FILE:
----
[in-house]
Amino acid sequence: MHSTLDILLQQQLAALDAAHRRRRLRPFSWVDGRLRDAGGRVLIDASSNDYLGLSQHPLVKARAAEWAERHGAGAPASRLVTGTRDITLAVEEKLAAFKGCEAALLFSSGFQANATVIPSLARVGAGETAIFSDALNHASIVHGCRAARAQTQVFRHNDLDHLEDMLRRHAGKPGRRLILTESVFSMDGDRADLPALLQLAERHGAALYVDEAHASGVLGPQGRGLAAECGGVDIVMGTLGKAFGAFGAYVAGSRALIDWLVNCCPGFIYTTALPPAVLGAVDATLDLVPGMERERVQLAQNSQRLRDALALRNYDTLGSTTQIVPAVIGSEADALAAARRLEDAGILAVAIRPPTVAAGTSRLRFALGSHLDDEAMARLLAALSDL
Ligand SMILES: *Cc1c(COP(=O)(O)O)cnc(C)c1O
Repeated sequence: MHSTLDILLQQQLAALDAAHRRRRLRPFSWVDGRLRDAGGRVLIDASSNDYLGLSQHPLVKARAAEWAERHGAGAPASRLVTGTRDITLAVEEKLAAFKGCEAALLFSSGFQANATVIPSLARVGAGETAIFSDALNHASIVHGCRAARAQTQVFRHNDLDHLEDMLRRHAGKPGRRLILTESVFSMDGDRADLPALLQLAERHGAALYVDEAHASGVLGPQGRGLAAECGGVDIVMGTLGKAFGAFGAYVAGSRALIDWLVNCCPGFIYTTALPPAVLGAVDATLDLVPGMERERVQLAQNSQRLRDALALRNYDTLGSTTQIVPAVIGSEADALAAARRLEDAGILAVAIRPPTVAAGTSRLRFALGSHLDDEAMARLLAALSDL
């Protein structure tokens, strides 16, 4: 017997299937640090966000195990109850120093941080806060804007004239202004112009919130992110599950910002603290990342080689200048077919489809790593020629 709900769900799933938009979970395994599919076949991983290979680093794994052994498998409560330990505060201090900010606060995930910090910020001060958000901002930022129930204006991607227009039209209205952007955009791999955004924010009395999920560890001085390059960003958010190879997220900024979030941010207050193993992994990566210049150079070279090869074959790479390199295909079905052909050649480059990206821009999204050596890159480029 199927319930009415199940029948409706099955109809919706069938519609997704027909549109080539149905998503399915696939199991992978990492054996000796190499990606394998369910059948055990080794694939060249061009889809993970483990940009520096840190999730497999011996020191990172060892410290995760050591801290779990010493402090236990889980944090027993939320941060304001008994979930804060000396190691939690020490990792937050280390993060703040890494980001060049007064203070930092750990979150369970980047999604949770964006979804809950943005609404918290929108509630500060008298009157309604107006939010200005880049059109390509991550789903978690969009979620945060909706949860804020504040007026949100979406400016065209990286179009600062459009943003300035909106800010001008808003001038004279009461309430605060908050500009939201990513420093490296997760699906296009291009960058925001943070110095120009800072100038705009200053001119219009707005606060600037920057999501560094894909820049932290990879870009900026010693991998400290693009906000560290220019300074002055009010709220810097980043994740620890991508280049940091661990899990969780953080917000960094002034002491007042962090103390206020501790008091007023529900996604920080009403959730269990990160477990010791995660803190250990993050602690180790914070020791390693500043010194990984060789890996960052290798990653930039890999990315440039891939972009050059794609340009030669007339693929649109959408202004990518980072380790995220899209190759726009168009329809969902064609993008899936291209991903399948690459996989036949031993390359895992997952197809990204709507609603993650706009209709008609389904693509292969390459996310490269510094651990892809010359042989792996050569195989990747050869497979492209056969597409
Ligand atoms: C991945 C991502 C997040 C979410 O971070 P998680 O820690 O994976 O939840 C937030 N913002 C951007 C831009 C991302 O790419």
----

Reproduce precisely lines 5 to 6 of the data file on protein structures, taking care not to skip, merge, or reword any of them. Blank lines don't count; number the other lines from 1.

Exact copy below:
């Protein structure tokens, strides 16, 4: 017997299937640090966000195990109850120093941080806060804007004239202004112009919130992110599950910002603290990342080689200048077919489809790593020629 709900769900799933938009979970395994599919076949991983290979680093794994052994498998409560330990505060201090900010606060995930910090910020001060958000901002930022129930204006991607227009039209209205952007955009791999955004924010009395999920560890001085390059960003958010190879997220900024979030941010207050193993992994990566210049150079070279090869074959790479390199295909079905052909050649480059990206821009999204050596890159480029 199927319930009415199940029948409706099955109809919706069938519609997704027909549109080539149905998503399915696939199991992978990492054996000796190499990606394998369910059948055990080794694939060249061009889809993970483990940009520096840190999730497999011996020191990172060892410290995760050591801290779990010493402090236990889980944090027993939320941060304001008994979930804060000396190691939690020490990792937050280390993060703040890494980001060049007064203070930092750990979150369970980047999604949770964006979804809950943005609404918290929108509630500060008298009157309604107006939010200005880049059109390509991550789903978690969009979620945060909706949860804020504040007026949100979406400016065209990286179009600062459009943003300035909106800010001008808003001038004279009461309430605060908050500009939201990513420093490296997760699906296009291009960058925001943070110095120009800072100038705009200053001119219009707005606060600037920057999501560094894909820049932290990879870009900026010693991998400290693009906000560290220019300074002055009010709220810097980043994740620890991508280049940091661990899990969780953080917000960094002034002491007042962090103390206020501790008091007023529900996604920080009403959730269990990160477990010791995660803190250990993050602690180790914070020791390693500043010194990984060789890996960052290798990653930039890999990315440039891939972009050059794609340009030669007339693929649109959408202004990518980072380790995220899209190759726009168009329809969902064609993008899936291209991903399948690459996989036949031993390359895992997952197809990204709507609603993650706009209709008609389904693509292969390459996310490269510094651990892809010359042989792996050569195989990747050869497979492209056969597409
Ligand atoms: C991945 C991502 C997040 C979410 O971070 P998680 O820690 O994976 O939840 C937030 N913002 C951007 C831009 C991302 O790419």